The World Stage Jazz Festival is one of the season’s best, a day of nothing but jazz with plenty of that Billy Higgins feel. People take chances on this stage. The extraordinary vocalist Dwight Trible will be in his element here, having cut his teeth with Leimert Park legend Horace Tapscott. (Trible’s LACMA appearance a couple weeks ago was a complete triumph, the audience cheering like he was a rock star. You’d think some label would catch on.) Violinist Karen Briggs should swing like mad. Percussionist Taumbu’s International Ensemble mixes various rhythmic strains of the African diaspora with some intense jazz, and it’s a killer brew. Drummer Winard Harper will bring in a tough hard bop sextet, and saxist Azar Lawrence will get positively stratospheric. But the highlight has to be Charles Owens’ tribute to Herman Riley. Man, how Riley stole the show last year. People still talk about it. And Owens — who always plays his heart out at the Stage — doesn’t sound like Riley, not at all, so it’ll be fascinating to hear what he comes up with. He certainly has the skills and heart to tap into the late saxophonist’s astounding feel and soul, and feeling is what the World Stage is all about. This town has jazz chops, incredible chops. But feel? Soul? That can be a little more scarce. Skill and passion do not always run together. Maybe that is one of the things that made World Stage founder Higgins so special. Tapscott too. The sounds emanating from Leimert Park go deep, to the very heart of jazz, and then take it as high and far as it can go, and even beyond. Experience it for yourself this Sunday under the tarp at 43rd and Degnan in Leimert Park. It runs from noon to 7 p.m. And it’s free.

On Friday the Bobby Bradford Mo’tet is back at Café 322. Bradford’s got a vision, man, and he takes chances realizing it. When it works and the band is swinging crazy, or laying down a gorgeous, funereal “Sideman” with Chuck Manning’s extended tenor solo, it’s stunning. Now take trumpeter Carl Saunders: He learned his craft in big bands, yet his wonderfully creative soloing is as expressive as the wildest free trumpeter even while staying within the tradition. He plays with his sextet at LACMA on Friday and with a trio at Spazio on Wednesday.

On Saturday terrific local pianist Theo Saunders fronts a quartet with saxist Benn Clatworthy and drummer Jimmy Branly at Landings Airtel Plaza Hotel. Saunders never runs out of new ways to get at the melody; every performance is something utterly new. If you want a World Stage preview, get down to the Café Metropol on Saturday, where dreadlocked saxist Michael McDaniel’s quartet includes drummer Sonship Theus and pianist Nate Morgan, who Chet Hanley says “is as good a player as anyone in the business.” The vibe will be nice.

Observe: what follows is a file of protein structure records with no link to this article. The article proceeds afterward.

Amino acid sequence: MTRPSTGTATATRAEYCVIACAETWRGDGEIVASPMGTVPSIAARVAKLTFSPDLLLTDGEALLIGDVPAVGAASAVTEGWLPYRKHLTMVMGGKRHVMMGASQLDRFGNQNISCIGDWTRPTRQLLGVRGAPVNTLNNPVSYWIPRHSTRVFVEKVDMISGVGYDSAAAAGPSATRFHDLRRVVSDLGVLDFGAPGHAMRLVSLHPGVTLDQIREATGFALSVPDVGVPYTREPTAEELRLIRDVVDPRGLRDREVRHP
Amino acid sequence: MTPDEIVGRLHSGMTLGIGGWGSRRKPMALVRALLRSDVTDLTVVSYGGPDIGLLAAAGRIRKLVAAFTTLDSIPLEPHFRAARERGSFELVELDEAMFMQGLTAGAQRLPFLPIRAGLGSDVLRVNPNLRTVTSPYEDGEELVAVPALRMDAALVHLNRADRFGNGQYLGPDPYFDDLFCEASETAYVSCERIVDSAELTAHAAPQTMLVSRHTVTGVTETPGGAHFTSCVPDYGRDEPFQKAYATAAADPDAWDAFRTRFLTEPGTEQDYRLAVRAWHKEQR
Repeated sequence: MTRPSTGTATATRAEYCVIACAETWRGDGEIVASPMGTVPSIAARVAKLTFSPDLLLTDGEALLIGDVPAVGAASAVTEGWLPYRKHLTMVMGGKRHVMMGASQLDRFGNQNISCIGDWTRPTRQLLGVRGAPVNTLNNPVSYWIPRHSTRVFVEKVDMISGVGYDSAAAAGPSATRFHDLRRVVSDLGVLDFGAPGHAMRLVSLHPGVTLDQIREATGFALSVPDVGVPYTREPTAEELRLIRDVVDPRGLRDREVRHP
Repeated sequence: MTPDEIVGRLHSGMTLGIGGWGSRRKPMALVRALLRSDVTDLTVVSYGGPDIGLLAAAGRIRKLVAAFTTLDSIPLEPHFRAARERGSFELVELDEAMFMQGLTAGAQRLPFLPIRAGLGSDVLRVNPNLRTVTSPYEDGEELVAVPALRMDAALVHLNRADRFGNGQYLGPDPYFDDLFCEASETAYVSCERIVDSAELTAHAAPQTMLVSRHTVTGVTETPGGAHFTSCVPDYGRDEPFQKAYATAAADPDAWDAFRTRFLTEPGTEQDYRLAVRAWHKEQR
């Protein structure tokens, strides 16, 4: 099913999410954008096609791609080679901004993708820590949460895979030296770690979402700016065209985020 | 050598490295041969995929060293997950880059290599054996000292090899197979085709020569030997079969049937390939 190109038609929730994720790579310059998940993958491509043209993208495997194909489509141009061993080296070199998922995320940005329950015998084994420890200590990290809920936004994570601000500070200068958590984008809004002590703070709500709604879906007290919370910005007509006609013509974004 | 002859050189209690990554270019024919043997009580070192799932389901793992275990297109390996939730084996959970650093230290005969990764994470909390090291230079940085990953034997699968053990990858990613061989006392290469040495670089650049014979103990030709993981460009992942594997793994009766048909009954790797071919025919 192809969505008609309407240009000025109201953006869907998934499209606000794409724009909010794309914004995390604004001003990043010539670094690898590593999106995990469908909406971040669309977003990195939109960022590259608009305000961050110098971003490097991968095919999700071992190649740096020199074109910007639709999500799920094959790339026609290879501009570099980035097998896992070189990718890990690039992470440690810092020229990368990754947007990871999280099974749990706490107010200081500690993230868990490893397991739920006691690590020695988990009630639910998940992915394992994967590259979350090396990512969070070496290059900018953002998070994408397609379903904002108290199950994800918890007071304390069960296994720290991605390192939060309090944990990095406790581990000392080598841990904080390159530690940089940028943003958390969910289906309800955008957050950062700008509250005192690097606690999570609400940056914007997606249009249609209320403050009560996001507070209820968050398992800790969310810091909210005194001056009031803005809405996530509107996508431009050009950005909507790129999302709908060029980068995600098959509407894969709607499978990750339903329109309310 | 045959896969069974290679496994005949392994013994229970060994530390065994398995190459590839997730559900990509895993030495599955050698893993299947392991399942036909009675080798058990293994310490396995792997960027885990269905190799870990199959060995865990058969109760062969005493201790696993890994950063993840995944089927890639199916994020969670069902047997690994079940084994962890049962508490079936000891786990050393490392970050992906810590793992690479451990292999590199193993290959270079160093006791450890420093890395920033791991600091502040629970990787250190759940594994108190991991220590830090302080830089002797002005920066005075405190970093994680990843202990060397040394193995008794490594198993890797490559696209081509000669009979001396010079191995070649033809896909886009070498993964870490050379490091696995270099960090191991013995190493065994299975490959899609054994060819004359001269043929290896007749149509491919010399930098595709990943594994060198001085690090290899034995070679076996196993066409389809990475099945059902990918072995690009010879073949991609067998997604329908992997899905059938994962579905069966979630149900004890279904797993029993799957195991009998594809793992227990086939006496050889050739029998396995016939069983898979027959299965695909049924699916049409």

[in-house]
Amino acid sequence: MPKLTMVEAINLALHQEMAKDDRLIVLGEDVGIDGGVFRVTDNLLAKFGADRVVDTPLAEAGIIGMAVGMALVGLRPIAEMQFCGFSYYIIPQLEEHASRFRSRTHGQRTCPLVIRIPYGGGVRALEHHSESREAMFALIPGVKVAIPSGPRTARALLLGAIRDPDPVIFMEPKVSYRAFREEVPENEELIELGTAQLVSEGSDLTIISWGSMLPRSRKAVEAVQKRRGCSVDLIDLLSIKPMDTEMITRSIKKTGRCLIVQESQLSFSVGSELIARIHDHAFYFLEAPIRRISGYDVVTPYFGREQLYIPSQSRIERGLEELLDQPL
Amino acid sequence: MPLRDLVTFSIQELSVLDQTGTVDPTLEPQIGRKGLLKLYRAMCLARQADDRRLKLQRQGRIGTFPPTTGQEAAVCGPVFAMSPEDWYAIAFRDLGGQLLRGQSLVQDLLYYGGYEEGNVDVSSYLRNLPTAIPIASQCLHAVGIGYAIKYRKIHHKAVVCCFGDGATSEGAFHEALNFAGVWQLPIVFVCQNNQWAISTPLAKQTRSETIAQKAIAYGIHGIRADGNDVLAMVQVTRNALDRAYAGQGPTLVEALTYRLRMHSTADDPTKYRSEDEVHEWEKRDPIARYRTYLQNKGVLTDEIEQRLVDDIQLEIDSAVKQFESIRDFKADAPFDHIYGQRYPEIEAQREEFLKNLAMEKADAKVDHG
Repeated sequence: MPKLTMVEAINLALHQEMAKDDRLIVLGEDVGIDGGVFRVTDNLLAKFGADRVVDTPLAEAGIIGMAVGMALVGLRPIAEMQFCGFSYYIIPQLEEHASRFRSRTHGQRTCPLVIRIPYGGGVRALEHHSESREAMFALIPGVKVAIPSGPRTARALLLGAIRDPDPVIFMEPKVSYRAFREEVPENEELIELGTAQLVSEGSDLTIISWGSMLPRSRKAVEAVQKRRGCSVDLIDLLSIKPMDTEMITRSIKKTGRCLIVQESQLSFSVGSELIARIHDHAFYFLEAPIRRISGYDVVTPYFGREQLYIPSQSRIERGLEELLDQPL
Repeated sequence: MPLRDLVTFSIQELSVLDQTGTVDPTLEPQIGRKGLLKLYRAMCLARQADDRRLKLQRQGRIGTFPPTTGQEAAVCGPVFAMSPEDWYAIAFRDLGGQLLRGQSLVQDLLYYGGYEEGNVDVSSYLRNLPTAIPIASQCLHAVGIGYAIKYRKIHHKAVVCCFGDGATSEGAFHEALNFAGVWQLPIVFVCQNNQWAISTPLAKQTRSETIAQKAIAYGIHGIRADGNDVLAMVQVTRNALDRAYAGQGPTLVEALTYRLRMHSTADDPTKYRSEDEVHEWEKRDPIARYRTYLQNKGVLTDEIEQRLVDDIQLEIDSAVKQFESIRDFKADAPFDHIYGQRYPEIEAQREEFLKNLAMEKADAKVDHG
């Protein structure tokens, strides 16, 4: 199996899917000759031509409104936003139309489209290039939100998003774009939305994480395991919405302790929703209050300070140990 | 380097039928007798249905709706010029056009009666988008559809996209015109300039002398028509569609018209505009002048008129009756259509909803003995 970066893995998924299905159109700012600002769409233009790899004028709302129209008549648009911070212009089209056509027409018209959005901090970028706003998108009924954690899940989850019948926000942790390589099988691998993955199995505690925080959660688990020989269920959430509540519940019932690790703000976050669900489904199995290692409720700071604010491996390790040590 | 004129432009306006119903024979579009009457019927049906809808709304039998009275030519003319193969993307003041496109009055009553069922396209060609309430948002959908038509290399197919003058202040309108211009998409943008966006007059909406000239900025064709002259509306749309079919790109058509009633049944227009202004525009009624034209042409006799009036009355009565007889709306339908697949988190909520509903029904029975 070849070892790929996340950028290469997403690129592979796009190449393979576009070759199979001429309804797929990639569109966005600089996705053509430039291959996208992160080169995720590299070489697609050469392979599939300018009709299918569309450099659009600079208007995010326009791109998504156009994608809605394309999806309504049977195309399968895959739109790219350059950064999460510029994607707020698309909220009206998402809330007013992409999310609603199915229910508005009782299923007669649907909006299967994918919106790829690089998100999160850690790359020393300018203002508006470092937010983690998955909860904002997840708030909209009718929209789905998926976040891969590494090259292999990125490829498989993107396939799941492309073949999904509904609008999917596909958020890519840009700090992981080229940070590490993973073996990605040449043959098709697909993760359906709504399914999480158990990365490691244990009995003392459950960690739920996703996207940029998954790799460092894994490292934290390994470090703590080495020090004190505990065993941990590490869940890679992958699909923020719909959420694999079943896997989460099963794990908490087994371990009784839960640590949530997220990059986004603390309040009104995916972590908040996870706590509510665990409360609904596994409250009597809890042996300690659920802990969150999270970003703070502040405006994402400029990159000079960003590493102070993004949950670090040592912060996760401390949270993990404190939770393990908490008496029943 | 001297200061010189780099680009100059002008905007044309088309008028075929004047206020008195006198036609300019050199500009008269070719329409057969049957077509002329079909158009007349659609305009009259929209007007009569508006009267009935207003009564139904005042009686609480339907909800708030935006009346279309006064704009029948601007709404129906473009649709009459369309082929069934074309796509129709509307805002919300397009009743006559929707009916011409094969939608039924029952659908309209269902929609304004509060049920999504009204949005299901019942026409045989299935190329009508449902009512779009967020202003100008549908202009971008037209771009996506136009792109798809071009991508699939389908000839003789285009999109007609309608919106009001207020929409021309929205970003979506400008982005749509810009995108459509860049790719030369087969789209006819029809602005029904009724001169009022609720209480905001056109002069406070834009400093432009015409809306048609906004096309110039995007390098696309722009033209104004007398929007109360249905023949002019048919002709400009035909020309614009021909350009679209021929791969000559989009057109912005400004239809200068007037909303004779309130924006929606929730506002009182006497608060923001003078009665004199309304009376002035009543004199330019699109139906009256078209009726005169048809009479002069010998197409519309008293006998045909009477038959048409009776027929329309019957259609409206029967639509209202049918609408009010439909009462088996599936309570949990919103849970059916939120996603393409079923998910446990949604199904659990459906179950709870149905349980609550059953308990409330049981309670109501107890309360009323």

We’re losing another of our local greats as drummer Matt Slocum splits for New York, but on Monday he says goodbye with a superb double bill at 2nd Street Jazz Bar and Grill (formerly Land on 2nd): first a quartet including saxist Walter Smith and pianist Josh Nelson at 8 p.m., and then a second quartet with saxists Matt Otto and Ben Wendel at 10 p.m. Unbelievable. B3 devotees will be at Hollywood & Highland on Tuesday, when the mighty Joey DeFrancesco Trio will be laying down great, greasy organ grooves. (For a tasty appetizer, our own Joe Bagg Organ Trio is at Vibrato on Friday.) On Wednesday the very fine Cross Hart Jazz Experience is at Sangria on Wednesday, and the formidable Don Menza slays all at Charlie O’s on Thursday.

For Latin lovers, Bobby Matos is at the Farmers Market on Friday. Cubop is releasing The Best of Bobby Matos, and it’s a killer. Check him out and pick it up (and this venue is a blast too). And the next day he plays at the Biltmore. Also Saturday, John Densmore & Tribal Jazz return to LACMA for a 5 p.m. set. Later that night Katia Moraes & Sambaguru shake things up at La Ve Lee. Francisco Aguabella brings his excellent Latin jazz (with Benn Clatworthy blowing some fierce tenor) to Spazio on Monday and the Autry museum on Thursday. That Autry is a fun venue — the salsa gets intense, the dancers fill the floor, the margaritas flow. Then head over to Vibrato for bassist Pablo Motta’s Los Angeles Tango Quartet and let the night ebb to the strains of Piazzolla.

—Brick Wahl

LA Weekly